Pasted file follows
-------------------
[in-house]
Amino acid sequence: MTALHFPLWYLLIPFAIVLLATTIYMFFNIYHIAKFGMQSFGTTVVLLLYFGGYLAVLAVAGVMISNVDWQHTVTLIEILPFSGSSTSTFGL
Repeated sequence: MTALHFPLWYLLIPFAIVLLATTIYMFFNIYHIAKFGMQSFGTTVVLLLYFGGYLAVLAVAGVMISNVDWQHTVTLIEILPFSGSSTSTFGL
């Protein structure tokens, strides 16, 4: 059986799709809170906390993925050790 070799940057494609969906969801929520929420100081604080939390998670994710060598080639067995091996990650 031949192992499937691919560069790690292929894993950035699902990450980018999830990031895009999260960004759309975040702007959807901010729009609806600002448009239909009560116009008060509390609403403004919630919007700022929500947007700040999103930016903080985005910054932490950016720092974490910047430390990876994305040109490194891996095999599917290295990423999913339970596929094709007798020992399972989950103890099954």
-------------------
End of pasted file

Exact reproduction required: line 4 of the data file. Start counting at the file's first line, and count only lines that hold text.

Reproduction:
């Protein structure tokens, strides 16, 4: 059986799709809170906390993925050790 070799940057494609969906969801929520929420100081604080939390998670994710060598080639067995091996990650 031949192992499937691919560069790690292929894993950035699902990450980018999830990031895009999260960004759309975040702007959807901010729009609806600002448009239909009560116009008060509390609403403004919630919007700022929500947007700040999103930016903080985005910054932490950016720092974490910047430390990876994305040109490194891996095999599917290295990423999913339970596929094709007798020992399972989950103890099954």